Sunday, December 3, 2006

Recanted testimony can be considered newly discovered evidence

In Armstrong,

we explained that recanted testimony can be considered newly

discovered evidence, but in making that determination, the trial court

must examine "all the circumstances of the case. " 642 So. 2d at 735

(emphasis supplied). We cautioned, however, that recanted testimony

is "exceedingly unreliable, and it is the duty of the court to deny a new

trial where it is not satisfied that such testimony is true." Id. Only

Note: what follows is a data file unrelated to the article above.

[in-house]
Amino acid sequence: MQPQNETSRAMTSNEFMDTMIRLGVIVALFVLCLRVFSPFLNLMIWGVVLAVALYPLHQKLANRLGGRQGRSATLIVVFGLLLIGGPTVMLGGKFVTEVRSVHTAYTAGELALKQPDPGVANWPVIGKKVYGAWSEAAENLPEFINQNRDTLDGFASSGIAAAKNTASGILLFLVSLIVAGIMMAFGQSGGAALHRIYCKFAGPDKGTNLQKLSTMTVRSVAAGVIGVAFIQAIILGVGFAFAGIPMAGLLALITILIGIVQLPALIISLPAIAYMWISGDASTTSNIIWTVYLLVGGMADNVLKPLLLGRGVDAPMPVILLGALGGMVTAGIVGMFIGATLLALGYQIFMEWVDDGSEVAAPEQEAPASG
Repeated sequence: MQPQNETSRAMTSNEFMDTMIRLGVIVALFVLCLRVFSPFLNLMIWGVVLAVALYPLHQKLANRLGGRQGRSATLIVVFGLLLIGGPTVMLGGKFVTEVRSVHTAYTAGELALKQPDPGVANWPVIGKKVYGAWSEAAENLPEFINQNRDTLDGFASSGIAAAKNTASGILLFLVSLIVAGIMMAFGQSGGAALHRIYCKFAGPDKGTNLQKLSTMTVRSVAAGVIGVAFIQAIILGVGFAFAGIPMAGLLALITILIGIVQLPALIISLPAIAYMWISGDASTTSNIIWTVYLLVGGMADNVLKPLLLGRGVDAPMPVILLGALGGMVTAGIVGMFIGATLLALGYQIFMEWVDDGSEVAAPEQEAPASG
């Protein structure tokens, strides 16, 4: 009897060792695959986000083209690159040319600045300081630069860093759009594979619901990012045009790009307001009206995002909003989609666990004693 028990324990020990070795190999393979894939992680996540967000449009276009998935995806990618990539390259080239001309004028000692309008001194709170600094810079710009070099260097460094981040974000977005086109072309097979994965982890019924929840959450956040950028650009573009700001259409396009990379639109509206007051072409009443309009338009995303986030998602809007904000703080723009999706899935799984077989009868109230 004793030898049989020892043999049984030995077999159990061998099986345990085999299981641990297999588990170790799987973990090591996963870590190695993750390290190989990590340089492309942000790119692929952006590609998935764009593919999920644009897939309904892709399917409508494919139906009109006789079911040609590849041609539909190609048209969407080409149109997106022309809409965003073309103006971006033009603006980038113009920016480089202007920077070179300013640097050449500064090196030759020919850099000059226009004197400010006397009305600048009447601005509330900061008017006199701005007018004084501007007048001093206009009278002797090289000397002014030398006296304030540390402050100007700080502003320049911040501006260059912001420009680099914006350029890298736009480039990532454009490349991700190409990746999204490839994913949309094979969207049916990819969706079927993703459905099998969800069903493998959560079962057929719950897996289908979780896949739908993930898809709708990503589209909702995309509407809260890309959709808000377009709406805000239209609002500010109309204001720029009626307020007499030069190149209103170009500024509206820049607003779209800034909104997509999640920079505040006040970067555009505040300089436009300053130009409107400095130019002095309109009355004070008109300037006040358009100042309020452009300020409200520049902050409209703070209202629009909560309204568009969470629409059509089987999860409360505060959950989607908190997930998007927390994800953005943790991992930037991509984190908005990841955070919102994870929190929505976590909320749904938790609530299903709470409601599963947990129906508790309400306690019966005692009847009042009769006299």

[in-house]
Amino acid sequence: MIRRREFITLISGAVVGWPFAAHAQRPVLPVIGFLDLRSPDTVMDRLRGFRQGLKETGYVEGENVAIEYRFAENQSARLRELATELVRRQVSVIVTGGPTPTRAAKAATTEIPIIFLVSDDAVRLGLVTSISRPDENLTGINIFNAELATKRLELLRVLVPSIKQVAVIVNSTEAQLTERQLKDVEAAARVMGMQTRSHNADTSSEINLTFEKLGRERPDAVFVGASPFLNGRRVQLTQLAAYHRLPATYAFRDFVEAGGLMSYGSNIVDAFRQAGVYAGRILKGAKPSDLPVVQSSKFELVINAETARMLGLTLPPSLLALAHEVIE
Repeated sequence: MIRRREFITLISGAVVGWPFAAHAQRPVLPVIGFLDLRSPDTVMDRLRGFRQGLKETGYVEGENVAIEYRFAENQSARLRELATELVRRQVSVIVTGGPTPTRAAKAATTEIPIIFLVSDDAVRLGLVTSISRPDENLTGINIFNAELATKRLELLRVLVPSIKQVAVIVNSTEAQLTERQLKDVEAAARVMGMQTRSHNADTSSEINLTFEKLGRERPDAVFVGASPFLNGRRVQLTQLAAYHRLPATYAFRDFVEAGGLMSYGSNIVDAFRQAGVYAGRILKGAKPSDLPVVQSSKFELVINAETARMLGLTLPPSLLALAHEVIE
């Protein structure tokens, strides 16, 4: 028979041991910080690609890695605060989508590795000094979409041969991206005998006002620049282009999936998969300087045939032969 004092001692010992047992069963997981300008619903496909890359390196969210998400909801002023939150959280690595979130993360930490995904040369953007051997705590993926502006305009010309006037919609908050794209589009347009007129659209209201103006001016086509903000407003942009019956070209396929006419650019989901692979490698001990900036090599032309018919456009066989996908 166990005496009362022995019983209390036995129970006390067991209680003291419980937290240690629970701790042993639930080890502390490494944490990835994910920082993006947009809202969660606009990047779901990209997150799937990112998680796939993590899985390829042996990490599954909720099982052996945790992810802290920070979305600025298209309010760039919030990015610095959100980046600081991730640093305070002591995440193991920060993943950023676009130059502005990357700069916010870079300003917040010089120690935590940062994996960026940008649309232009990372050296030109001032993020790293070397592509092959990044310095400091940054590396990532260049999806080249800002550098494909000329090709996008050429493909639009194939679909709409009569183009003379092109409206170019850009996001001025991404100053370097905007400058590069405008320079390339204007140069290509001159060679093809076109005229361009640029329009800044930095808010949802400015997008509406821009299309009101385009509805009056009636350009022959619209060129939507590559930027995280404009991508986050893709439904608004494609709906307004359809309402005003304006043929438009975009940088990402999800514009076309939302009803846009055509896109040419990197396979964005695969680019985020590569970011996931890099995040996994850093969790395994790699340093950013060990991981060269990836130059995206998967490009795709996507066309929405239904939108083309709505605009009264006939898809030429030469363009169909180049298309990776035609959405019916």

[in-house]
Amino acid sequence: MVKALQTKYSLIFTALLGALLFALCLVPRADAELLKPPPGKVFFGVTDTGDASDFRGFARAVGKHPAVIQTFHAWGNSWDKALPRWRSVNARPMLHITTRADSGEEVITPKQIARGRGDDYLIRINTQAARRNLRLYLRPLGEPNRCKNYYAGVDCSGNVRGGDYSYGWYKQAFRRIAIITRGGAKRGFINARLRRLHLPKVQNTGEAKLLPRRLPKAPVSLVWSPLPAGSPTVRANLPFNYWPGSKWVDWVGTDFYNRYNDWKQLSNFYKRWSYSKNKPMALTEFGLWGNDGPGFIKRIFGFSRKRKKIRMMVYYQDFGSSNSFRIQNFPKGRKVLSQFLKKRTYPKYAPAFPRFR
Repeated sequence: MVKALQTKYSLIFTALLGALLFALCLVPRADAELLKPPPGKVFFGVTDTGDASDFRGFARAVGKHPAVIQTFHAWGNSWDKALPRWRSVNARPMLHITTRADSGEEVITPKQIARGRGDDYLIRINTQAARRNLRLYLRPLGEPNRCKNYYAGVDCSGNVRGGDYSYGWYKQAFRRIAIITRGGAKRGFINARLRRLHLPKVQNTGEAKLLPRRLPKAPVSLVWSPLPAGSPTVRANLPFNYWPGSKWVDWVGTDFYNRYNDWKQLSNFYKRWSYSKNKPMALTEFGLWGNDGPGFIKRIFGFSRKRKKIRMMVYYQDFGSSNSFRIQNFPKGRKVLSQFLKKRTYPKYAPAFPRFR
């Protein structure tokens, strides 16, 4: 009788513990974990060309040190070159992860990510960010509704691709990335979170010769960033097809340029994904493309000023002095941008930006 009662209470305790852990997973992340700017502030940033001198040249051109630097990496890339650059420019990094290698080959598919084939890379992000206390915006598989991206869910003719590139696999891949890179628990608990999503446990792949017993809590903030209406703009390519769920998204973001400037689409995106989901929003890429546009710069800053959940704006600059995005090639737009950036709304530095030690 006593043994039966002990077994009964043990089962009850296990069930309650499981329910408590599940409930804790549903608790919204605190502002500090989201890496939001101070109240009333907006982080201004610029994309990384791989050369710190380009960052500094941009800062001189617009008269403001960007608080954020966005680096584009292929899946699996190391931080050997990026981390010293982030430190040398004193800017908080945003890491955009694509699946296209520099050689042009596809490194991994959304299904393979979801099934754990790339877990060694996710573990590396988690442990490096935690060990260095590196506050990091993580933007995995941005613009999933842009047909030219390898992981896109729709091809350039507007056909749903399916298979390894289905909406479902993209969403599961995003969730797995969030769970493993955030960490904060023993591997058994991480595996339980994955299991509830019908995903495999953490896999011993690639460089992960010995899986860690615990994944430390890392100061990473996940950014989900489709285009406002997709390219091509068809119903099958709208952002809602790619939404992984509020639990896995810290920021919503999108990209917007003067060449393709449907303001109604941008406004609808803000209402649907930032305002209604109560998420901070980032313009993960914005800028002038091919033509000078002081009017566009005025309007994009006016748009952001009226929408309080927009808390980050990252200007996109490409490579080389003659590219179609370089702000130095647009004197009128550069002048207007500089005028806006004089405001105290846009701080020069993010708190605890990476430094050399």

where the recanted testimony is of such nature that a different verdict

would probably be rendered should a new trial be granted. See id.

In this case the trial court concluded that Carson's recanted

testimony would not probably produce a different result on retrial. In

making this determination, the trial court did not consider Emanuel's

testimony, which it had concluded was procedurally barred, and did

not consider Carnegia's testimony from a prior proceeding. The trial

court cannot consider each piece of evidence in a vacuum, but must

look at the total picture of all the evidence when making its decision.

Lightbourne, 742 So. 2d at 247.

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